abusesaffiliationarrow-downarrow-leftarrow-rightarrow-upattack-typeburgerchevron-downchevron-leftchevron-rightchevron-upClock iconclosedeletedevelopment-povertydiscriminationdollardownloademailenvironmentexternal-linkfacebookfiltergenderglobegroupshealthinformation-outlineinformationinstagraminvestment-trade-globalisationissueslabourlanguagesShapeCombined Shapeline, chart, up, arrow, graphlocationmap-pinminusnewsorganisationotheroverviewpluspreviewArtboard 185profilerefreshnewssearchsecurityPathStock downStock steadyStock uptagticktooltiptwitteruniversalityweb
Article

Spyware scandal revives push against government access to encrypted messages

... An investigation by a consortium of global media outlets on Sunday revealed that countries across the world, including Hungary, Mexico and Saudi Arabia, are using military-grade spyware to hack the smartphones of dozens of journalists, lawyers and human rights activists.

The revelations — that technology designed by the Isreali firm NSO Group was used by the likes of Hungary’s Victor Orbán to hack opponents' phones — comes at an awkward time for the European Union.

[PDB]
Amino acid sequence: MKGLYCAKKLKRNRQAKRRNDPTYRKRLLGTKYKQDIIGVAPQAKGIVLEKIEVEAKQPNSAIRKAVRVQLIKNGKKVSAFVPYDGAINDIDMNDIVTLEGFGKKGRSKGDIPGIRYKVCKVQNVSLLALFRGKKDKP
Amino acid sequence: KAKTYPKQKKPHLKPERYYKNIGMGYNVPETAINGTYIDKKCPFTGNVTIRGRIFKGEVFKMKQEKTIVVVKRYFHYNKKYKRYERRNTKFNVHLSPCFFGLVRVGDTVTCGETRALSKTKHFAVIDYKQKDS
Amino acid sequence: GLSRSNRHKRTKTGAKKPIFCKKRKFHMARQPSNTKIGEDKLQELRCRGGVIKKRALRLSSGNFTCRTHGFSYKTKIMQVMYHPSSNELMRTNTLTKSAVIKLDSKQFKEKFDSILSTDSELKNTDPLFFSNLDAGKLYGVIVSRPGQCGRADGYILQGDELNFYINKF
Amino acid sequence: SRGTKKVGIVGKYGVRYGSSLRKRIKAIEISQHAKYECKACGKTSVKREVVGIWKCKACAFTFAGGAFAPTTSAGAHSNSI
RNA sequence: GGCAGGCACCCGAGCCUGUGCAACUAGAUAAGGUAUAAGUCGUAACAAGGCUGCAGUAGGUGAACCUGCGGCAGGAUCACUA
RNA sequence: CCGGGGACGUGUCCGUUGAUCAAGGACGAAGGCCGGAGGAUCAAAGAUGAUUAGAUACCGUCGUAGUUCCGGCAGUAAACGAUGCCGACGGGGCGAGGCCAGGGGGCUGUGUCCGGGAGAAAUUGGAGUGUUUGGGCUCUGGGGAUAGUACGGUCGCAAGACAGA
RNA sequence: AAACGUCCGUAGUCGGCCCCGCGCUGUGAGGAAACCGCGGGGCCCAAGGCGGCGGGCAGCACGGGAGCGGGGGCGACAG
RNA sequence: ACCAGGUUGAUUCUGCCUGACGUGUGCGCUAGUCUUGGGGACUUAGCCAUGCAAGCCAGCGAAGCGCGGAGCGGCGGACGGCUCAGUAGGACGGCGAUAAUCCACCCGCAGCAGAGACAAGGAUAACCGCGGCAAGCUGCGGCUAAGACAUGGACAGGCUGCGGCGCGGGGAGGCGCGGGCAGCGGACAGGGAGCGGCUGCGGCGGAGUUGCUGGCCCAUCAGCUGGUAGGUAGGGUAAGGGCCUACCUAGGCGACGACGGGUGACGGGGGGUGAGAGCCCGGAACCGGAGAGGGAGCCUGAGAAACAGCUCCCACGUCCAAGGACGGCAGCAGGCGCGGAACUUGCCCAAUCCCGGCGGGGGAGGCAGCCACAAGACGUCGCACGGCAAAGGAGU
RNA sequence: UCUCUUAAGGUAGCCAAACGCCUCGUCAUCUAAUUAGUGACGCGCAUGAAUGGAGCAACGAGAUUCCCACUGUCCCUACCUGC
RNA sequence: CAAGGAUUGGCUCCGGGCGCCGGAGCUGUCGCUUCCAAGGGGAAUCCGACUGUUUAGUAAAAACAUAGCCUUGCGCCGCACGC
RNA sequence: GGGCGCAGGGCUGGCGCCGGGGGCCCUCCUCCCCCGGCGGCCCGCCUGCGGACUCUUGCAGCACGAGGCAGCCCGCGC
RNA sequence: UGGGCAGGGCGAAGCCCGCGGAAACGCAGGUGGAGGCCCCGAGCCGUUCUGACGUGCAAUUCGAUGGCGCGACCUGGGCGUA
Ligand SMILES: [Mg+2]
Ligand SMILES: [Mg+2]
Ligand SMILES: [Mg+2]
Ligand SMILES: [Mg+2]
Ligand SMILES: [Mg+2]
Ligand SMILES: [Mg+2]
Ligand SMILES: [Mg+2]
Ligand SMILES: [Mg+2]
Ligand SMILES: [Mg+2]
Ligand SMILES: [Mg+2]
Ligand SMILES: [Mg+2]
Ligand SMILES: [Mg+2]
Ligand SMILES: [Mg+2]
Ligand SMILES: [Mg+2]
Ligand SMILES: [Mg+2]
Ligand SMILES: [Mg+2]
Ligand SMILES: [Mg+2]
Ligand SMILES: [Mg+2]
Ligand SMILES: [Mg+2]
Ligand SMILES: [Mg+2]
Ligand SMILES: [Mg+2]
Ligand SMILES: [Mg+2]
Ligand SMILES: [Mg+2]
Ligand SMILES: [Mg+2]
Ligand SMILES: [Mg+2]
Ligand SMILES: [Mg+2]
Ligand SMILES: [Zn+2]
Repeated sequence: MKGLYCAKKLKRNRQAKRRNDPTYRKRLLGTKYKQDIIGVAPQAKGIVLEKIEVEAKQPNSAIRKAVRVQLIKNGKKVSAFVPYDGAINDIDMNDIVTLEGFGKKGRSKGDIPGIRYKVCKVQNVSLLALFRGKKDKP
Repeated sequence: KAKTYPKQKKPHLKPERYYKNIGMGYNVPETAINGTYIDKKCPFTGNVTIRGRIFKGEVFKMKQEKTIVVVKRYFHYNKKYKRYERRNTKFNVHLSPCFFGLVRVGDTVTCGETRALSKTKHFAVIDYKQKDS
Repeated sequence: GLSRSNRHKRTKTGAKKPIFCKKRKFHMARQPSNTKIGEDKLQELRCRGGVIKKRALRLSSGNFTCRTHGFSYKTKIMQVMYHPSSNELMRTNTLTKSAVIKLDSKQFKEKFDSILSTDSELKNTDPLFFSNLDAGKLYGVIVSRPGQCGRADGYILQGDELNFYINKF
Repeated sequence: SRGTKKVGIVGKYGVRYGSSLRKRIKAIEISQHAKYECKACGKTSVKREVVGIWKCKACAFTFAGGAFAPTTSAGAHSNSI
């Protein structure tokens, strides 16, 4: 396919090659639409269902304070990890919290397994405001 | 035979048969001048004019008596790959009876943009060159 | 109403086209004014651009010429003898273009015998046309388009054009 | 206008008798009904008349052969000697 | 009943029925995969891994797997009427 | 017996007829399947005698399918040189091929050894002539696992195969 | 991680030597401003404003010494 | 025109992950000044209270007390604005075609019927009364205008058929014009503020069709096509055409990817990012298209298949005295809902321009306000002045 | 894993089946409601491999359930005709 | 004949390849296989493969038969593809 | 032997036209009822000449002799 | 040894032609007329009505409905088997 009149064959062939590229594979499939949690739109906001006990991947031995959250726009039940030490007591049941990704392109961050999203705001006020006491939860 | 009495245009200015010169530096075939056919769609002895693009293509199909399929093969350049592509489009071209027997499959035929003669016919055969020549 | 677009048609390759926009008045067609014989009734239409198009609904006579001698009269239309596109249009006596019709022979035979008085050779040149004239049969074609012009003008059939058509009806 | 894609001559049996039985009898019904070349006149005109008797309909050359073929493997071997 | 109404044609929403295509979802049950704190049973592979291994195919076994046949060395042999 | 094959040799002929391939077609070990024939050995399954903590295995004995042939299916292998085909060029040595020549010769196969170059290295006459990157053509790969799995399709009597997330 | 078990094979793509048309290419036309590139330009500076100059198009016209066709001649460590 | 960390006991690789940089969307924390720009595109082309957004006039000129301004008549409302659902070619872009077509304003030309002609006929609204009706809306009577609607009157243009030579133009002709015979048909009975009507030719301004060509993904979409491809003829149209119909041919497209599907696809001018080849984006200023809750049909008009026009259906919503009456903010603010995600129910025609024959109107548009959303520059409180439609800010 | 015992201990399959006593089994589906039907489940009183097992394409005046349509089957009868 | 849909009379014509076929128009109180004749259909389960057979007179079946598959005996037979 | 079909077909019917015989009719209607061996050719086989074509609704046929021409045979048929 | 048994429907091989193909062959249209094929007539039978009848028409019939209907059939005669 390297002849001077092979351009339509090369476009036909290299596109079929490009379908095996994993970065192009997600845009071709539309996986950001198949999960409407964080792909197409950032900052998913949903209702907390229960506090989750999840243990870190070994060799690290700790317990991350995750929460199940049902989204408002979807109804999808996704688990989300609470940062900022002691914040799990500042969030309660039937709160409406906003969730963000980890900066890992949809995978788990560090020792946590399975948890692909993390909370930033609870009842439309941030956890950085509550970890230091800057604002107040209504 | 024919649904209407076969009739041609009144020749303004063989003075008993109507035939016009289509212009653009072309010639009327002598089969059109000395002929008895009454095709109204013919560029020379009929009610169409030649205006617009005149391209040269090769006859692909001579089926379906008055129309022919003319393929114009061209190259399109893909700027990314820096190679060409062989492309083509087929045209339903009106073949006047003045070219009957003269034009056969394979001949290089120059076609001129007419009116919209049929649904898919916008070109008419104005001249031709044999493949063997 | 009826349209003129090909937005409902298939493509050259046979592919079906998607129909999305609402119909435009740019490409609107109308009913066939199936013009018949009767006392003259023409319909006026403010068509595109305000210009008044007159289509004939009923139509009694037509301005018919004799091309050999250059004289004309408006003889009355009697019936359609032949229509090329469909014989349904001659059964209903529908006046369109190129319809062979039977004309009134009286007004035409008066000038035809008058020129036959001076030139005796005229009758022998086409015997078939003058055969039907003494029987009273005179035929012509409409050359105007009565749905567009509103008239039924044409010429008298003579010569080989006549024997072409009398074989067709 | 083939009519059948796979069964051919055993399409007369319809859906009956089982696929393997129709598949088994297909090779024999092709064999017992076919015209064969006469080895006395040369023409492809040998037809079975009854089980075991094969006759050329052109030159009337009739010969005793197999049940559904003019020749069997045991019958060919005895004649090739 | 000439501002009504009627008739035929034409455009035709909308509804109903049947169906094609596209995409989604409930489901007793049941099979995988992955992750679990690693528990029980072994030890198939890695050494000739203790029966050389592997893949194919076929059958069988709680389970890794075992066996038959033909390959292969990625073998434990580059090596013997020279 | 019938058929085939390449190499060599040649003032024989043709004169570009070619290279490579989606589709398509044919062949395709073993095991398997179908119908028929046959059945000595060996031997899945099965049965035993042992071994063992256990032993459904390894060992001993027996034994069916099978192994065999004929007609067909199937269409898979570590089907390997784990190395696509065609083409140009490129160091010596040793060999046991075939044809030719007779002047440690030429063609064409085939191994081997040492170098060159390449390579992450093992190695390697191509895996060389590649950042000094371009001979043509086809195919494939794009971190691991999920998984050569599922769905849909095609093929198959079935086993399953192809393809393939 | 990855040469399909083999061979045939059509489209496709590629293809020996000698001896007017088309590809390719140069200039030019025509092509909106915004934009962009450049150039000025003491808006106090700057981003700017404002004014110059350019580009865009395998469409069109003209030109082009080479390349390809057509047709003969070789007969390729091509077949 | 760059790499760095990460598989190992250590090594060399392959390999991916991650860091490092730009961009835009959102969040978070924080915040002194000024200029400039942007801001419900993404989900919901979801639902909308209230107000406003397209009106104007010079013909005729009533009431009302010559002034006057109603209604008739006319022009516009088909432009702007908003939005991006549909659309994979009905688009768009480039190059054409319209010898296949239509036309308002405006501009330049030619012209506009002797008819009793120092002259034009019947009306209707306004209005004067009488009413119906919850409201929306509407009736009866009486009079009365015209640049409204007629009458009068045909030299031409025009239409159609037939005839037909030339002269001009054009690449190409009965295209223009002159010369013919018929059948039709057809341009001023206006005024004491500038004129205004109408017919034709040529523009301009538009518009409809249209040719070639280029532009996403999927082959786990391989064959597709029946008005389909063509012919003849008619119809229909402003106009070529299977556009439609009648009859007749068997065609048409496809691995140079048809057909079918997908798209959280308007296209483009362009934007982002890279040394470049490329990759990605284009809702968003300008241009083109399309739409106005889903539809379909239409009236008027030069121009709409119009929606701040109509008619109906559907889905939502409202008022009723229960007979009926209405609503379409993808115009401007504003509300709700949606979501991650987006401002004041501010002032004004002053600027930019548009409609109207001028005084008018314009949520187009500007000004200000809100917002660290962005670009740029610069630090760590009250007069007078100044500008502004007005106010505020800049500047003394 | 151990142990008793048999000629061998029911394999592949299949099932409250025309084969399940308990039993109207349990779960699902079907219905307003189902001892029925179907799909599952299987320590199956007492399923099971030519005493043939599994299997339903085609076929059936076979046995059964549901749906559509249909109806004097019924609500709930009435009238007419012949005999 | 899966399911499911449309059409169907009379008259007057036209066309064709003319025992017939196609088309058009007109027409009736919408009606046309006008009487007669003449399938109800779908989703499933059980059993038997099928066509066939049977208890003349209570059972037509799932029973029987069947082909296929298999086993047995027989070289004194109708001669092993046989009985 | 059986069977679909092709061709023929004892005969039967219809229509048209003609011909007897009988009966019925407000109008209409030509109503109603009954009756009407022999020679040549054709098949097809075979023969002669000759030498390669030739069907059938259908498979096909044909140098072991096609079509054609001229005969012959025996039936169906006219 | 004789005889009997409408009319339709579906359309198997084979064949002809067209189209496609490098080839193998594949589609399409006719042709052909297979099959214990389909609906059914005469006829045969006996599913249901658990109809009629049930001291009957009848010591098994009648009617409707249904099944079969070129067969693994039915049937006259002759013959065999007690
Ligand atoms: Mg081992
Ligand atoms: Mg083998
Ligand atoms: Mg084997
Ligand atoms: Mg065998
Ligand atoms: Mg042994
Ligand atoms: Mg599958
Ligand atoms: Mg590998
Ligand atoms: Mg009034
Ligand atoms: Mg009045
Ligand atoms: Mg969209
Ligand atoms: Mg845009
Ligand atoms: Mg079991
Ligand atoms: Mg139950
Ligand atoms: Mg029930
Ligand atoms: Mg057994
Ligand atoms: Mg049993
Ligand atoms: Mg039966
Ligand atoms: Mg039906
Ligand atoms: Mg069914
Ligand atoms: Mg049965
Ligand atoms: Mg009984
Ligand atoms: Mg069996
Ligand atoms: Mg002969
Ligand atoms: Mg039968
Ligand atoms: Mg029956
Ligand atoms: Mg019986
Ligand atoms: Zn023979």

Why? Because policymakers across the bloc are pushing for access to people’s encrypted messages.

In December, national capitals urged the EU to step up efforts to allow law enforcement to gain “lawful access” to encrypted communication, supposedly to catch criminals. The same month, the EU’s police force, Europol, launched a new platform to help national police authorities crack encryption for criminal investigations.

... The push has pitched national governments against tech companies which argue that giving authorities access to their platforms via so-called backdoors undermines their users’ privacy.

The firms and privacy campaigners warn that if you allow some governments to access this encrypted information, it will open the door to let in authoritarian regimes and other actors with more nefarious motives.

Story Timeline